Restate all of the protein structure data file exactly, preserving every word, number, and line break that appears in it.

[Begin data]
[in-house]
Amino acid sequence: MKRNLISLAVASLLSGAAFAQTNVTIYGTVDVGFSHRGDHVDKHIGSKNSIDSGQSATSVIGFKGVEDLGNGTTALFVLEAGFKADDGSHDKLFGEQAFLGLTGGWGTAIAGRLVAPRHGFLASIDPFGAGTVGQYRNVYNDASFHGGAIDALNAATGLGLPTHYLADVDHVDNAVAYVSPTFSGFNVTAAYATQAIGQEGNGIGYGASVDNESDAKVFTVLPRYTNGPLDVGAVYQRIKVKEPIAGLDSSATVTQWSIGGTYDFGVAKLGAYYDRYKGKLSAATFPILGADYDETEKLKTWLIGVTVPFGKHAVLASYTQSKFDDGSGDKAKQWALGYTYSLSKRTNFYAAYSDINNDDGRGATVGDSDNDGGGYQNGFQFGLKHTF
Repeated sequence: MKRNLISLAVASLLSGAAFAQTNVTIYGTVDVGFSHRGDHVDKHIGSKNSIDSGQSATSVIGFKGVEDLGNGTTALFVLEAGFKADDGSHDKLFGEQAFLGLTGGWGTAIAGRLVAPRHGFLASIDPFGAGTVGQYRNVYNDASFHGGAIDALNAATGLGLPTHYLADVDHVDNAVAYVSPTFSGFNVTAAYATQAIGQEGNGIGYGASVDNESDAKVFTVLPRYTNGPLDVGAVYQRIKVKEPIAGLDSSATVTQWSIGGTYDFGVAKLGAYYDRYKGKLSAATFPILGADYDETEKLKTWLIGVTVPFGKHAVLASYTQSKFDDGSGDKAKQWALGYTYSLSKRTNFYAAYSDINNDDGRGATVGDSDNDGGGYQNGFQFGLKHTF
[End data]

[in-house]
Amino acid sequence: MKRNLISLAVASLLSGAAFAQTNVTIYGTVDVGFSHRGDHVDKHIGSKNSIDSGQSATSVIGFKGVEDLGNGTTALFVLEAGFKADDGSHDKLFGEQAFLGLTGGWGTAIAGRLVAPRHGFLASIDPFGAGTVGQYRNVYNDASFHGGAIDALNAATGLGLPTHYLADVDHVDNAVAYVSPTFSGFNVTAAYATQAIGQEGNGIGYGASVDNESDAKVFTVLPRYTNGPLDVGAVYQRIKVKEPIAGLDSSATVTQWSIGGTYDFGVAKLGAYYDRYKGKLSAATFPILGADYDETEKLKTWLIGVTVPFGKHAVLASYTQSKFDDGSGDKAKQWALGYTYSLSKRTNFYAAYSDINNDDGRGATVGDSDNDGGGYQNGFQFGLKHTF
Repeated sequence: MKRNLISLAVASLLSGAAFAQTNVTIYGTVDVGFSHRGDHVDKHIGSKNSIDSGQSATSVIGFKGVEDLGNGTTALFVLEAGFKADDGSHDKLFGEQAFLGLTGGWGTAIAGRLVAPRHGFLASIDPFGAGTVGQYRNVYNDASFHGGAIDALNAATGLGLPTHYLADVDHVDNAVAYVSPTFSGFNVTAAYATQAIGQEGNGIGYGASVDNESDAKVFTVLPRYTNGPLDVGAVYQRIKVKEPIAGLDSSATVTQWSIGGTYDFGVAKLGAYYDRYKGKLSAATFPILGADYDETEKLKTWLIGVTVPFGKHAVLASYTQSKFDDGSGDKAKQWALGYTYSLSKRTNFYAAYSDINNDDGRGATVGDSDNDGGGYQNGFQFGLKHTF